RIGHT THIS WRONG
Elroy Phillips, who is serving a 30-year sentence in a federal prison on drug and other charges, has spent the last 10 years fighting his conviction. He may now go free after he exposed a corrupt police officer and apparently convinced prosecutors that the officer lied about buying cocaine from him.
Palm Beach County Circuit Judge Jeffrey Colbath sentenced polo magnate John Goodman to 16 years in prison. Goodman was convicted of DIU manslaughter last month. He was driving drunk when he ran a stop sign and crashed into Scott Wilson’s car. Wilson’s vehicle landed upside down and sank in a canal and he drowned. Goodman left the scene on foot and did not try to assist Wilson. Goodman, who has appealed the conviction, remains out on $7 million bond.
Zoe Savitsky, an attorney with the U.S. Department of Justice's Civil Rights Division, toured several Palm Beach County schools last week as part of an investigation into alleged abuses against immigrant students. Barbara Briggs, an attorney with Legal Aid Society, filed the complaint that alerted DOJ officials. They are reviewing how the school district handles discipline, suspensions and other policies related to immigrants. Schools Superintendent Wayne Gent has not commented on the matter.
Percy Johnson, the Democrat Party political operative and former treasurer of the Broward County Democrat Party’s Council of Club Presidents, may be getting a reprieve of sorts. Prosecutors with the Broward State Attorney’s Office are set to charge Johnson with felony theft over his admitted and documented use of the organization’s funds for personal use. But some members of the organization are denying that they want Johnson prosecuted over the issue. Some of the funds in question have been repaid but there is division within the organization over how to handle the matter. It is now in the hands of State Attorney Michael Satz.
Steven Lippman, a former partner in convicted Ponzi schemer Scott Rothstein’s law firm, pleaded guilty in federal court to a single count of conspiracy. Lippman was accused of living off, and participating in, the $2.1 billion scheme operated by the now defunct Rothstein, Rosenfeldt and Adler law firm. Lippman reportedly earned more than $600,000 a year, plus benefits. He also got a $9 million loan from the company. He is now cooperating with authorities and his testimony is expected to snag a number of “big fish” in the latest round of Rothstein-related indictments.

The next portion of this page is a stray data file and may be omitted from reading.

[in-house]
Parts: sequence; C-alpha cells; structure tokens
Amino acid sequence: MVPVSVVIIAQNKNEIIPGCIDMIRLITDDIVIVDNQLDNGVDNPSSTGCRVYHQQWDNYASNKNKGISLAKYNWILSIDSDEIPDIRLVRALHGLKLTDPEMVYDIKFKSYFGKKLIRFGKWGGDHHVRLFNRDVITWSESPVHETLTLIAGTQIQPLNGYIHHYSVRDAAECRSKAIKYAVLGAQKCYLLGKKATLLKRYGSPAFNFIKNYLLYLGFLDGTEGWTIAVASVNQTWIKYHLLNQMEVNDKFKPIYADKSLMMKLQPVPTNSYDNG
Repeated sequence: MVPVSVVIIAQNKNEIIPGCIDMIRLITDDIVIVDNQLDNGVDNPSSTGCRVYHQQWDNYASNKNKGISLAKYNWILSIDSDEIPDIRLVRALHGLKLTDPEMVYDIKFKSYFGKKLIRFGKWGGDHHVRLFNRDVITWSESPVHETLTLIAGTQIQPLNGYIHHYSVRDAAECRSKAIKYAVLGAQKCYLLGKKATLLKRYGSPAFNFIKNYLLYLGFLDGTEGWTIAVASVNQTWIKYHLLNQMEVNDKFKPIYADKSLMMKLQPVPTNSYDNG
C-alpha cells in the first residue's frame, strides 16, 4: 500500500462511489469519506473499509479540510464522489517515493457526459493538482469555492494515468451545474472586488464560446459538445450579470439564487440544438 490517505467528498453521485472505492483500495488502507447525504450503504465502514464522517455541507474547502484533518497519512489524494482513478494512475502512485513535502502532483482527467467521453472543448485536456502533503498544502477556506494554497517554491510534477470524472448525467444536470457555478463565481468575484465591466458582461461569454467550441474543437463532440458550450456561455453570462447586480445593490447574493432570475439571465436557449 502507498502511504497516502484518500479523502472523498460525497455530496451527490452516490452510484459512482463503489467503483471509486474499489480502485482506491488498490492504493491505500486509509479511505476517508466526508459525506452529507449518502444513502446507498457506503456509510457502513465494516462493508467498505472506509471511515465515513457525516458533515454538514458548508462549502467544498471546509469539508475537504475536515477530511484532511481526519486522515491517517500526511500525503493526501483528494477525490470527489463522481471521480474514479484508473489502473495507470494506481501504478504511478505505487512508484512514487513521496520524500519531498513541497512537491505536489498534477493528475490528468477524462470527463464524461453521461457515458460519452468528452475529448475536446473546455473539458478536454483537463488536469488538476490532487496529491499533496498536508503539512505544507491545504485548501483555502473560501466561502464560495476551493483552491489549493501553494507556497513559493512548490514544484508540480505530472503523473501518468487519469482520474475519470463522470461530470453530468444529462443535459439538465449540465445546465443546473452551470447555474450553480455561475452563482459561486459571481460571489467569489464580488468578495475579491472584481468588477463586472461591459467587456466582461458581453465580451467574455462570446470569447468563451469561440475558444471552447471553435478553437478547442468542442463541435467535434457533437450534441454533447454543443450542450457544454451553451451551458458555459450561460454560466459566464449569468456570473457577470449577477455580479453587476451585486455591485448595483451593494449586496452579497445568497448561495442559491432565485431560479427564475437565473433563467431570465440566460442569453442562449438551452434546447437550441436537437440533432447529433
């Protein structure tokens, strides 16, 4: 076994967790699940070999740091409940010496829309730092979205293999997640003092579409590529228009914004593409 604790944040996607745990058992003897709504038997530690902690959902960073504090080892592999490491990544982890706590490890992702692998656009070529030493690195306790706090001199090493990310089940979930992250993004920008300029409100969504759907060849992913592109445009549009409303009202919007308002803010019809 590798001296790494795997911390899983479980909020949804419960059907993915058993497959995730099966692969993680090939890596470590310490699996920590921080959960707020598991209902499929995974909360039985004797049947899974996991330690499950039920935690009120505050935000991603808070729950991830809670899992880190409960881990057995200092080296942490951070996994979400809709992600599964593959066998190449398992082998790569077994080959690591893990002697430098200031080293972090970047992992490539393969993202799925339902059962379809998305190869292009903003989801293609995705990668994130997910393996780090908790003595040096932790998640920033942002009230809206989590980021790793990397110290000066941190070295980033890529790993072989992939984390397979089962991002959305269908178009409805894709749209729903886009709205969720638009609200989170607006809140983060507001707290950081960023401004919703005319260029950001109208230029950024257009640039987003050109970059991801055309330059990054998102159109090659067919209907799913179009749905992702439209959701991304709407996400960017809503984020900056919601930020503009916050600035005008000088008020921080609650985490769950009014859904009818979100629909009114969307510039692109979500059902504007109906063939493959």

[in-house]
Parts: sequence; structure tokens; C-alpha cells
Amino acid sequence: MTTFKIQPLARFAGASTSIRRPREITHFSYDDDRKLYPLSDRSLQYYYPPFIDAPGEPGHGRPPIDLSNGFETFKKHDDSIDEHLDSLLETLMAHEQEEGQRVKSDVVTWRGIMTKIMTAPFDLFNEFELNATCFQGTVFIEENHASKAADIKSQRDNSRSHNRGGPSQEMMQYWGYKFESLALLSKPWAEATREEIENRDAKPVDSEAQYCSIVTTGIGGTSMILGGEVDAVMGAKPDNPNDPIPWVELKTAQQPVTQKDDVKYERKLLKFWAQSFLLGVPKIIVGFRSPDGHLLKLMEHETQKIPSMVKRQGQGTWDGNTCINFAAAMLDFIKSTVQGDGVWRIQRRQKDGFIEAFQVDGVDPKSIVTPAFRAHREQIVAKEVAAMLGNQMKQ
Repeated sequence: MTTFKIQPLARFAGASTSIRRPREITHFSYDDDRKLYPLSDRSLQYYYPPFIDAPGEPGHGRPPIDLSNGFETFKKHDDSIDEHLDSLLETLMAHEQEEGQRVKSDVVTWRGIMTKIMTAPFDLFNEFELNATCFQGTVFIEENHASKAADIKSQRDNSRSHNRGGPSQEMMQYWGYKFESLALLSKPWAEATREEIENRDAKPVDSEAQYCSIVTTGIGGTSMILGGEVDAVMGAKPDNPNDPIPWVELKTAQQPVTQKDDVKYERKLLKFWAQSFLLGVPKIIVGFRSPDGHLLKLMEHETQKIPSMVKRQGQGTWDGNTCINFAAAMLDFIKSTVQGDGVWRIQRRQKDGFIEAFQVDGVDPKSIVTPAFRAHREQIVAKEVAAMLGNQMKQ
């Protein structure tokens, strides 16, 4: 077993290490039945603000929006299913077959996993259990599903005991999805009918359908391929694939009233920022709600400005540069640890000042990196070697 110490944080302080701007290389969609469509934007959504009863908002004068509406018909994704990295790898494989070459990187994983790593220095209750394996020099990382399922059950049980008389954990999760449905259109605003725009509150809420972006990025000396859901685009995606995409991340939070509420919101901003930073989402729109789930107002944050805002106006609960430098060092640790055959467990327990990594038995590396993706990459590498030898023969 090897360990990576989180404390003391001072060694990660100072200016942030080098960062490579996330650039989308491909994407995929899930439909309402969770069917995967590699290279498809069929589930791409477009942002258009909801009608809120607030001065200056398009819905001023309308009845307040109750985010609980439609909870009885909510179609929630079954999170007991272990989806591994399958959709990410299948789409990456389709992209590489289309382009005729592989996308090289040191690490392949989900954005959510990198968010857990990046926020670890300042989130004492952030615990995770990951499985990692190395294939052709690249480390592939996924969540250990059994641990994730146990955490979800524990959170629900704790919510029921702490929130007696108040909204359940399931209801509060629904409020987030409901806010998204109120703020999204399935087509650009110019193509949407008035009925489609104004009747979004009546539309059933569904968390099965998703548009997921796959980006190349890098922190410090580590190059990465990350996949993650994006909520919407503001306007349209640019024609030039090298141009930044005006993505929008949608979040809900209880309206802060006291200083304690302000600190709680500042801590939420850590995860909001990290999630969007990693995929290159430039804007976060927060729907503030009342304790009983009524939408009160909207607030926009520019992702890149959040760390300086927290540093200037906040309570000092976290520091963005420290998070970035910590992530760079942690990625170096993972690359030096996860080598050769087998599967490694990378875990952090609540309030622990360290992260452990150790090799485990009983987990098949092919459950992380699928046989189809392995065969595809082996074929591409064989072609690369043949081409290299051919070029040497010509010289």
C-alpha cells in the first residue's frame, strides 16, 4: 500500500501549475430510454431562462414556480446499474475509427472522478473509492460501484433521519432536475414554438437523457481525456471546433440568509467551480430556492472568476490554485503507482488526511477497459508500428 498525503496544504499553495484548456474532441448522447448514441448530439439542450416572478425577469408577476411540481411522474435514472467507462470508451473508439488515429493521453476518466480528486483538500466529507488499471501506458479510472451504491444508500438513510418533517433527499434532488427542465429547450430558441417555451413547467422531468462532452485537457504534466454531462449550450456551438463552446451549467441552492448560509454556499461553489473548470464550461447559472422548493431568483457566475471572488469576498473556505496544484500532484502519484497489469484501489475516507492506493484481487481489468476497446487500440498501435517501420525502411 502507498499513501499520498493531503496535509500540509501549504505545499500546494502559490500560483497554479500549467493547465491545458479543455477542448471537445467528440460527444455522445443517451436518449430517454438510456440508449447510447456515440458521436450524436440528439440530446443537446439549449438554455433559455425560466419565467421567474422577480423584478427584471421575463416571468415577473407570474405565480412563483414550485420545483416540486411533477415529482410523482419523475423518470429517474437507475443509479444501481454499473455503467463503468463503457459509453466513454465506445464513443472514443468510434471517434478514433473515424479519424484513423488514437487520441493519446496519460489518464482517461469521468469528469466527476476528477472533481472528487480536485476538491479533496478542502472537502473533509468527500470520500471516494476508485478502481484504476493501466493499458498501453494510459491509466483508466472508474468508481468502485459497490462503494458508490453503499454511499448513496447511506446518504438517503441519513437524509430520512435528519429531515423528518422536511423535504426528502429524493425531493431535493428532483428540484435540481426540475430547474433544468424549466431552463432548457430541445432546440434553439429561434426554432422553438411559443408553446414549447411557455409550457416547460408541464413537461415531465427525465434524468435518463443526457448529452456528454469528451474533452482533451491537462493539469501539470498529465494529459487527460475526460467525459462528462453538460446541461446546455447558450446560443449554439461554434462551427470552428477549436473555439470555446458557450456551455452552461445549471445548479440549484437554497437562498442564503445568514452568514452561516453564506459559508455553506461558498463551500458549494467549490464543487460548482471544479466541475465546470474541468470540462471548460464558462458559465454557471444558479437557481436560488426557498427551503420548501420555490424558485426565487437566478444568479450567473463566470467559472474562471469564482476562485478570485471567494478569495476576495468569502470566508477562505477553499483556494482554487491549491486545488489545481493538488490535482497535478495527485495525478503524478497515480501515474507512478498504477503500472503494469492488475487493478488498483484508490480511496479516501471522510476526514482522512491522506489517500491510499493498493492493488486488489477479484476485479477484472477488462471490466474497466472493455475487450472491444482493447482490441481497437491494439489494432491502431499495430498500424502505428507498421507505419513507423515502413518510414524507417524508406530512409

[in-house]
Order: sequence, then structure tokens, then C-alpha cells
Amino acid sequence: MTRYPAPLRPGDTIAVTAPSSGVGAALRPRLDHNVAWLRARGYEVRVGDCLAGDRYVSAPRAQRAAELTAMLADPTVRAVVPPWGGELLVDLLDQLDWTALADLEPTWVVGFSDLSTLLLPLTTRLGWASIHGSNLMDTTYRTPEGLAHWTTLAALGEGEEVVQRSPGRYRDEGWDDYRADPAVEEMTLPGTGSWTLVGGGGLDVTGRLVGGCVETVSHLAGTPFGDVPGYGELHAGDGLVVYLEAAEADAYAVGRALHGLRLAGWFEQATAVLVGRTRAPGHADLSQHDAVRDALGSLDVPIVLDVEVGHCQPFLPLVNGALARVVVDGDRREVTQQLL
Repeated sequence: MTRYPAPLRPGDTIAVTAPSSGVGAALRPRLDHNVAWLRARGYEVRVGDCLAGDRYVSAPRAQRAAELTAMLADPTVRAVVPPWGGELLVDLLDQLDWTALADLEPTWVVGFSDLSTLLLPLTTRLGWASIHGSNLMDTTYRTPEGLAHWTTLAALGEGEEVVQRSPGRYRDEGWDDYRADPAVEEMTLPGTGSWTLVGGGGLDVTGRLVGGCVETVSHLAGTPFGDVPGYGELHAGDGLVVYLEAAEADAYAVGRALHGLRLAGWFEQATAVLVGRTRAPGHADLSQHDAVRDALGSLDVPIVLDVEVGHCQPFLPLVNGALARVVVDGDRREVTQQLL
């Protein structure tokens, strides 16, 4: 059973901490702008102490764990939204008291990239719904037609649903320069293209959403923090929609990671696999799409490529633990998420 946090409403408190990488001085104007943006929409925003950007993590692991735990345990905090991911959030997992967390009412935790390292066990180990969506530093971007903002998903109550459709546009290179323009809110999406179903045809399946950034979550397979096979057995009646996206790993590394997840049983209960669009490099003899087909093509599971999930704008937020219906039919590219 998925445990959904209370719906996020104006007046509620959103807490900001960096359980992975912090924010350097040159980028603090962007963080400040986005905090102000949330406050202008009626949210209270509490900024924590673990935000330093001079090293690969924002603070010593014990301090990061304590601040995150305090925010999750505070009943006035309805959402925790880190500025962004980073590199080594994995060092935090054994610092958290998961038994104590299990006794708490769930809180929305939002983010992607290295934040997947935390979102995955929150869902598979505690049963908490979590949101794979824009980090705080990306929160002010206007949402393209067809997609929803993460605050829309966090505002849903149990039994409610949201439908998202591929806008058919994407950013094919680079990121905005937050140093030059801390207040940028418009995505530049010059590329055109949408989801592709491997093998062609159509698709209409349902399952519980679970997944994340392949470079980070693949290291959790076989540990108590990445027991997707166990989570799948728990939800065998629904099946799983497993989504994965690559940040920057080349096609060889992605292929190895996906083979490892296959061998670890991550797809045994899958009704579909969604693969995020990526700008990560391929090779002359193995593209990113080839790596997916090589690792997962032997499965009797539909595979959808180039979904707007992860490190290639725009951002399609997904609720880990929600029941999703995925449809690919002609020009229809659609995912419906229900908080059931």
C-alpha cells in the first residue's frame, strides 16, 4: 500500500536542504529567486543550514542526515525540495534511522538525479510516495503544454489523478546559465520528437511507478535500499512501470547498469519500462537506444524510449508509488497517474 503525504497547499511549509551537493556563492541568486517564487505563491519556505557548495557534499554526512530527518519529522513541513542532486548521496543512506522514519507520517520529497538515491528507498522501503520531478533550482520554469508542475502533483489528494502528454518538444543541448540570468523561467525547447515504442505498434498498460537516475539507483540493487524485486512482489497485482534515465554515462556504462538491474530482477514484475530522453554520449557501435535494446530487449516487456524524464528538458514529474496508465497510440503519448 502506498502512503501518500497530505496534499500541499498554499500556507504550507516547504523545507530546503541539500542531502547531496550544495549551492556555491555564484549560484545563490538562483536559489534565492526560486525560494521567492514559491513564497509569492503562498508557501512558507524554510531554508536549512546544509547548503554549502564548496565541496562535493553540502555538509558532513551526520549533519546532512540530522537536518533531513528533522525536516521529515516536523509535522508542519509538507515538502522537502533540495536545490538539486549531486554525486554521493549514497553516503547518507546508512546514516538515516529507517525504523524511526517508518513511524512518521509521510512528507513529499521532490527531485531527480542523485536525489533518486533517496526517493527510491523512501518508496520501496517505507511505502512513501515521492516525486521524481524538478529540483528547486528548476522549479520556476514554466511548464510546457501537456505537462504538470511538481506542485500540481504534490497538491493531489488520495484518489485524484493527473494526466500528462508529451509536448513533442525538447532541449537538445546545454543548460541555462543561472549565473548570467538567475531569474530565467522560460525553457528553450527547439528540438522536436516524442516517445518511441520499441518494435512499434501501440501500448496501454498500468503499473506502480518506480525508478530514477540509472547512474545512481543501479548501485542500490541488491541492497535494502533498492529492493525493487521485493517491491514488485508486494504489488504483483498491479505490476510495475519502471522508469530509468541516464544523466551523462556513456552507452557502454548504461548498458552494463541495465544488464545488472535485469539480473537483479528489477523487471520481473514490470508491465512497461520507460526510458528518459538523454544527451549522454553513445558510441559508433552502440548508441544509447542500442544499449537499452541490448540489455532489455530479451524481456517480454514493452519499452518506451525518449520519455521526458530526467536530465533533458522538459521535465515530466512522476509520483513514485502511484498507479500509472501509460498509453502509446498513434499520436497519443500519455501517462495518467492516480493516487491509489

City of Miami sanitation workers Robert Anderson, 29, and Lawrence Clarke, 51, have been arrested in connection with an ongoing trash bribery investigation. Police said the two were scheduled to pick up trash in the Roads neighborhood of the city, a service the city offers free charge. The men are accused of charging some residents to pick up their trash. One resident reported the scheme to City Commissioner Frank Corrollo, who alerted police. A meeting was arranged between the resident and sanitation workers, who accepted $250 in marked bills to perform the work. The transaction was recorded by police and the men were arrested, police said.
Nicolas Estrella, the founder of the Estrella insurance empire, is accused of collaborating with the captain of his 80-foot yacht to steal and then sink the vessel. Estrella’s yacht Star One was stolen in 2009 from the docks at Key Biscayne. Last week, state insurance fraud agents arrested Estrella’s former yacht captain Robert Figueredo and charged him with stealing Star One. They also are accusing him of sinking it off the coast of the Bahamas. Estrella filed a $3 million claim with Federal Insurance Company, which refused to pay up. Estrella then filed a breach of contract lawsuit. Estrella Insurance, which has more than 45 branches, mostly in South Florida, reported more than $145 million in revenue last year.
University of Miami President Donna Shalala announced that UM, which has more than 13,000 employees, is laying off more than 800 workers at its Leonard M. Miller School of Medicine. According to documents filed with the state, their last day will be July 1. The cutbacks are tied to a reduction in federal grants. Last year UM had $2.34 billion in operating revenue, $116 million of which came from federal grants.
Robert Landen, former parks director and a reserve sergeant with the Homestead Police Department, is suing the city for invasion of privacy and more. Landen was a 25-year city employee who was issued a cell phone. In 2009, as part of an investigation into then City Manager Mike Shehadeh, city officials had a private investigation firm retrieve emails, text messages and photographs transmitted over various employees’ city-issued cell phones. Landen was among them and the investigation uncovered sexually explicit text messages and jokes on his phone. The city suspended Landen in 2010. In his lawsuit, Landen alleges that then acting city manager Sergio Purrinos, who was later fired over unrelated issues, told him to resign or be fired. He also contends he was told that he could use the phone for personal use if he paid the taxes and that there was no city policy on the use of the cell phone. His lawsuit says he was unaware that his messages intended for personal use were being recorded by the city’s Information Technology Services Department.
Photo: Elgin Jones